I admit it. I watch a few.
I like Deadliest Catch, probably because the guys are at least doing something useful while being filmed and because there doesn't seem to be as much performing for the camera as on, say, American Chopper.
One I've only watched once or twice, and never from beginning to end, is Sister Wives, about the Utah polygamous family. That group is in the news today, challenging the state's polygamy laws.
The story in the New York Times revealed something I've always suspected: the man featured in the reality show is only legally married to one of the four women.
The gist of the defense is that the US Supreme Court has already set precedent for defense of "intimate conduct" by striking down sodomy laws, and so as long as no criminal behavior is occurring ("child abuse, incest, or seeking multiple marriage licenses") the state cannot step in to regulate behavior.
My wife happened to sit down with me as I had stopped on Sister Wives about a month ago. We asked the same questions of each other -- "What official would give him multiple marriage licenses? If they are not legally married, why is it polygamy?"
If a man has two consenting girlfriends -- let's make this gender neutral -- or a woman has two consenting boyfriends -- and the groups move in together and conduct a voluntary, marriage-like menage a trois will the authorities knock on the door and charge them with polygamy? Or will the legal system have no authority until there is a marriage between two of them?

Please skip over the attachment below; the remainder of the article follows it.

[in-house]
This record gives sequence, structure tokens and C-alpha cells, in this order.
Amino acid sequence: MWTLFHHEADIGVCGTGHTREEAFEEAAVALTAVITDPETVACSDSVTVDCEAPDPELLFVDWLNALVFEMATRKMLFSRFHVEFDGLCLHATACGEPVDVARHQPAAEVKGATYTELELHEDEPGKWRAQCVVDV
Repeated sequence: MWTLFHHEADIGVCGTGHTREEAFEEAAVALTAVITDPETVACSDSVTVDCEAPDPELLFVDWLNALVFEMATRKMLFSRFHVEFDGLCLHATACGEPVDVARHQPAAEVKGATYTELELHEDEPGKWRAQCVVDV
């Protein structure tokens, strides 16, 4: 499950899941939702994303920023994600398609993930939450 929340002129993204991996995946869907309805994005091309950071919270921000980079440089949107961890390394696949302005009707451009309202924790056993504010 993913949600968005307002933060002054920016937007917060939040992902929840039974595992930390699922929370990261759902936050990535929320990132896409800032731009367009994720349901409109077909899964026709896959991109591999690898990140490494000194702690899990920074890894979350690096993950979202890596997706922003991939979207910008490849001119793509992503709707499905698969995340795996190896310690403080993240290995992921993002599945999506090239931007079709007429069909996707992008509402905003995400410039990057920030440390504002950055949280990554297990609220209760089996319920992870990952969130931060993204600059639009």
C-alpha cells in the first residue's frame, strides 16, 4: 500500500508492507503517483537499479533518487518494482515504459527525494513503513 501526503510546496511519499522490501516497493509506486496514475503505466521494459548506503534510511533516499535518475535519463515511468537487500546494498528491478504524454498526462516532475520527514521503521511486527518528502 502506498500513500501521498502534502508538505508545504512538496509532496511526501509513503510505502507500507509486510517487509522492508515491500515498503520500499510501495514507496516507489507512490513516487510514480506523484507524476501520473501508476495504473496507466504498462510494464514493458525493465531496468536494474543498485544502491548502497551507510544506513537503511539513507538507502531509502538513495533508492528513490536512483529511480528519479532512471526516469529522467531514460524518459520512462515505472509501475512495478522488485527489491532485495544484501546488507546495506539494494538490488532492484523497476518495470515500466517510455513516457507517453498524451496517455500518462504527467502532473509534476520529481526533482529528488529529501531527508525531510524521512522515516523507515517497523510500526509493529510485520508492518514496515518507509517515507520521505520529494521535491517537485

And yes, I do realize that polygamy -- we're not discussing polyandry at this point -- can be oppressive to women. There are multiple examples in the news. And I do realize too that the "slippery slope" argument has some validity in this case.
There is no doubt that American moral standards -- our societal ethics -- have liberalized beyond anything I could have imagined half-a-lifetime ago, and generally it has been for the good.
Judging by 21st century ethical standards and social mores, polygamy and polyandry seem morally neutral on the surface rather than harmful. But there is a dark side. The example of Warren Jeffs. Jeff's behavior was punished, but Kody Brown has faced no similar accusations. The only thing the two have in common, at least on the surface, is their shard belief that polygamy is a proper lifestyle.
- caveat: I am happily married to one woman who has left me with no desire to marry another.